User input is what drives a lot of conversion points on many sites. Whether it’s signing up for an event, sending a donation, purchasing a product, or dropping a comment, user input should be a very fluid part of your UI. Responsive Web Design (RWD) can throw some wrenches in the works for user input when you have to tailor to many different devices and input methods.
When it comes to user input, touch devices are an area we should all focus our attention. With the ever increasing numbers for mobile traffic, touch devices are a growing area.
The type attribute is an attribute that helps the browser or device software recognize the type of input your interface is looking for. It provide the user with a different set of controls based on the property of the attribute.
Keypad with Type
The type attribute on an input can help direct a device on how to let the user interact with your site. By specifying
type="tel", the device knows to bring up the appropriate keypad for the user to use. This aids in the ease of use for the field. Other helpful type attributes are email and search, and should be implemented on all applicable fields. For a complete list of type attributes, see MDN for reference.
Keypad with Input Patterns
Sometimes we have an input that does not match any of the HTML5 type attributes, but we still want to provide the user with a different keypad for easier input. A good example of this would be a credit card number. Using the “number” type for a credit card can actually cause issues because Safari and mobile Safari tends to round large numbers, so stray away from this. Instead, a credit card isn’t really a number, but a string or digits, so the “text” type is most appropriate.
In order to bring up the appropriate keypad, we need to use the “pattern” attribute. The pattern attribute is a regular expression (regex) for the pattern of the input. You can specify numerical input with the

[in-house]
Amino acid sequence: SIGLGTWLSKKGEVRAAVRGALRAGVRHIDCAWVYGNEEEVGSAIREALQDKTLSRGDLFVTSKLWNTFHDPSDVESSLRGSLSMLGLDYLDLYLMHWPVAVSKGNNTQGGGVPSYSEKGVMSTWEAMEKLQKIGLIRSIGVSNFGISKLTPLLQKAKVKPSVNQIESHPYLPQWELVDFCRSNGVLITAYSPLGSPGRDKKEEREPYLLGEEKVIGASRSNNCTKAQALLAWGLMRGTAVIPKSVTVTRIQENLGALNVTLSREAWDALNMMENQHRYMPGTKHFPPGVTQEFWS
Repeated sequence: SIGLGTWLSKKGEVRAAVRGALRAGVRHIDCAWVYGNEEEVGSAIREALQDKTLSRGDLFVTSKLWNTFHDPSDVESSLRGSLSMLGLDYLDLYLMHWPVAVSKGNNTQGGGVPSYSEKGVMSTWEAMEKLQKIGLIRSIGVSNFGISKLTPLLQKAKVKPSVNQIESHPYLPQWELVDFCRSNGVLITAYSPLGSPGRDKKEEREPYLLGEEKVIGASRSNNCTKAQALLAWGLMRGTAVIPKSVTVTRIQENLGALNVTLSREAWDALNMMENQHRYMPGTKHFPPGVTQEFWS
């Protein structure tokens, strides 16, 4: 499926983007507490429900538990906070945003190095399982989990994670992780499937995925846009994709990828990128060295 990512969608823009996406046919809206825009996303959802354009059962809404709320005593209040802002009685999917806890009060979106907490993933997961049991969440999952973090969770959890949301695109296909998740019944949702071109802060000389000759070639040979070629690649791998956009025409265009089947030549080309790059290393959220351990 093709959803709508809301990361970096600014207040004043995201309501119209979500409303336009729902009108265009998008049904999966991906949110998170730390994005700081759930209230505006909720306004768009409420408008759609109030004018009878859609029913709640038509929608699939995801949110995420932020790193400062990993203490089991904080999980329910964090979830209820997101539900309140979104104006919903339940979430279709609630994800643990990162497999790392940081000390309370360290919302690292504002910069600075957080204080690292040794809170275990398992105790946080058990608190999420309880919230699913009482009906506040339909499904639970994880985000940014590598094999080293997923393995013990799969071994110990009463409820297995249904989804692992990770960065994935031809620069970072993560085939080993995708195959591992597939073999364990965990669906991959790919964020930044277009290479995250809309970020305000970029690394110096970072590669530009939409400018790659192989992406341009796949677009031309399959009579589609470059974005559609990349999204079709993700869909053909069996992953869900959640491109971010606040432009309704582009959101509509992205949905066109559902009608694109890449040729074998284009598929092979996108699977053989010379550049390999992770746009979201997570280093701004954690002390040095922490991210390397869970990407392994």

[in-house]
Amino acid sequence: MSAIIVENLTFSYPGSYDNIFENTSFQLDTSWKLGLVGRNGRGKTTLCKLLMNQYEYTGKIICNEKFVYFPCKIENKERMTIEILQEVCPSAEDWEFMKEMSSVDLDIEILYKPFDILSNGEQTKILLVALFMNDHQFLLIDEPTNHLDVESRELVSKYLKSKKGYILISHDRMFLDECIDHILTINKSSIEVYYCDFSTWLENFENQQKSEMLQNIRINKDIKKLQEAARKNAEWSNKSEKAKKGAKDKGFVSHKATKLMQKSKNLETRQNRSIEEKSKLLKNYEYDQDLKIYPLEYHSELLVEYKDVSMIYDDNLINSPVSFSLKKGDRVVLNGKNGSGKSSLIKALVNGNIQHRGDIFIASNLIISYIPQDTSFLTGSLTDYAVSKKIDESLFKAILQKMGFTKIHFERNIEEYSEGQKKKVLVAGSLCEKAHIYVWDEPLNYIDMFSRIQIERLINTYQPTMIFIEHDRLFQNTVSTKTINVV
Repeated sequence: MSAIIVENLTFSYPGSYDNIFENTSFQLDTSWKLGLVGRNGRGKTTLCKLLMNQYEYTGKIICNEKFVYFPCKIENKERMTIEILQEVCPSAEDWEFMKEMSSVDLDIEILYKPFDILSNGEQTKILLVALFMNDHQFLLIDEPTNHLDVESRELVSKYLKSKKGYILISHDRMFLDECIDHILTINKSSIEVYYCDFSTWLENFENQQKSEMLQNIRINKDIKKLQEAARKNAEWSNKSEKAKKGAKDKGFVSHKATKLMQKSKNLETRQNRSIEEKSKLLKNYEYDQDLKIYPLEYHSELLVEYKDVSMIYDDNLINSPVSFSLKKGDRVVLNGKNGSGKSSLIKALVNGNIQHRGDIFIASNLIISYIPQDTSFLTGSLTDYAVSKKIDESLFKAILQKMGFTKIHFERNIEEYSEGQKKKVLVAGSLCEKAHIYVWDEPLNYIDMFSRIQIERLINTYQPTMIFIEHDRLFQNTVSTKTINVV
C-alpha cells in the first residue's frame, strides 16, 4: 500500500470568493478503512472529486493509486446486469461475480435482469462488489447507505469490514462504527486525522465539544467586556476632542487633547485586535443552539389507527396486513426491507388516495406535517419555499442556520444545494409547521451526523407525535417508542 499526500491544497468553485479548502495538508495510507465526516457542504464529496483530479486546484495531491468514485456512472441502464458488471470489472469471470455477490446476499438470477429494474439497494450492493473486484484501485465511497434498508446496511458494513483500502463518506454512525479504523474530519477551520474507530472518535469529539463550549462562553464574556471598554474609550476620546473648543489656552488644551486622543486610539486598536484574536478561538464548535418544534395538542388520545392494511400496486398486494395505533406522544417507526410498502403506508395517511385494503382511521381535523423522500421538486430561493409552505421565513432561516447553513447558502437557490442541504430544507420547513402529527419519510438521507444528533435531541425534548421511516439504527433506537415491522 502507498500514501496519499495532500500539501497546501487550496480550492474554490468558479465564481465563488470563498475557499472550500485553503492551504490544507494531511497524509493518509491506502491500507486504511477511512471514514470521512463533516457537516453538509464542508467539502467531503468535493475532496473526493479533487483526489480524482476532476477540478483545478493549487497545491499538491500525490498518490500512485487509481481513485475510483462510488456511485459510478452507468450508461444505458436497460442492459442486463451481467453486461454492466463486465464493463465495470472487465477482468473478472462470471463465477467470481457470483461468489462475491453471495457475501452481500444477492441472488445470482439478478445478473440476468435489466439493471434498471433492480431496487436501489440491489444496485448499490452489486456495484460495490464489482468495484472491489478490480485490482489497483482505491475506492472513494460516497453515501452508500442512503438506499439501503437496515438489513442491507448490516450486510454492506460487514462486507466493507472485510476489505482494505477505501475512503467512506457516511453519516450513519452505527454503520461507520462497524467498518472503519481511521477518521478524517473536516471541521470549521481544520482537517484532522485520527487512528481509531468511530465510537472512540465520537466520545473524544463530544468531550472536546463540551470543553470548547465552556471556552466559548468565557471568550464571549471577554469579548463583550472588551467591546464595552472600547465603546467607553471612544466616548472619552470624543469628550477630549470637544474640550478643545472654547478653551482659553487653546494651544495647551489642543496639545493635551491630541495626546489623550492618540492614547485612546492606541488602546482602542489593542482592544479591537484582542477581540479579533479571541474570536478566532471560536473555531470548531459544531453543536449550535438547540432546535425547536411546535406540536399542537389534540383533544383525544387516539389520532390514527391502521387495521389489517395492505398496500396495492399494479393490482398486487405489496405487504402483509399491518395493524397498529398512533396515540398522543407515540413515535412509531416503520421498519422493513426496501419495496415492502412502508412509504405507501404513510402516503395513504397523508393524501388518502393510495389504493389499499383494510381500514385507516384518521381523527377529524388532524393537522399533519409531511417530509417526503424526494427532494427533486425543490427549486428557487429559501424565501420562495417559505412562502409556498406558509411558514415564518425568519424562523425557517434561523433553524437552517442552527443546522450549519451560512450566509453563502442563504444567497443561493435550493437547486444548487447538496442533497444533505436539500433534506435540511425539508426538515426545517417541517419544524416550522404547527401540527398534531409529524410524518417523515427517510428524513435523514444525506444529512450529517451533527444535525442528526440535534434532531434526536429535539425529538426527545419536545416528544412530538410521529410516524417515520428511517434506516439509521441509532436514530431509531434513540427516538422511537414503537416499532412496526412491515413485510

pattern="*[0-9]" pattern, which will bring up the keypad for your user. This is also helpful for US postal codes as well.
Validation with Type
Another advantage to the type and pattern attributes is with HMTL5 validation. Setting the property type can help the browsers or devices recognize the value of the input and check it against a set of criteria. For example, the validation can check to see if the value a user added into an input with type “email” is a valid email address. On the other hand, if you use the pattern attribute to specify a numerical input, the validation will flag alpha characters as invalid.
Input zoom is another area I often see overlooked when it comes to UX on touch devices. Some touch devices like the iPhone will zoom into an input that has focus. This can help the user see what they’re typing better, but can get tedious if you have to fill out a long form. I find it best to disable this behavior all together. If your site is built mobile first and the font size is 12px+ the user should be able to see what they are typing just fine.
from User Input UX
One of the biggest gripes I have with designers when implementing a design with HTML/CSS is font sizes. Often when presented with a PSD, it’s filled with dozens of font sizes and font variations, some slightly different than the rest. Upon implementing the design, however, I consolidate all font sizes in 8 different styles:
- 1. Body Text (p, ul, ol, etc)
- 2 – 7. Headings (h1, h2, h3, etc)
- 8. Intro paragraph
These eight sizes, with the exception of modifier elements like
small, sub, sup, etc, should cover all font sizes that appear on the site. This can easily be achieved with the help of a styleguide. A styleguide is something you and the designer can work on together to establish these elements and utilize them, and only them, in the design.
Creating this visual consistency and hierarchy helps the user understand the language of the site. It allows the user to visually interpret the level of importance of pieces of content. By making your content easier to read and interpret, you achieve a better user experience, that’s not bogged down by aesthetics, but rather a well-designed visual system.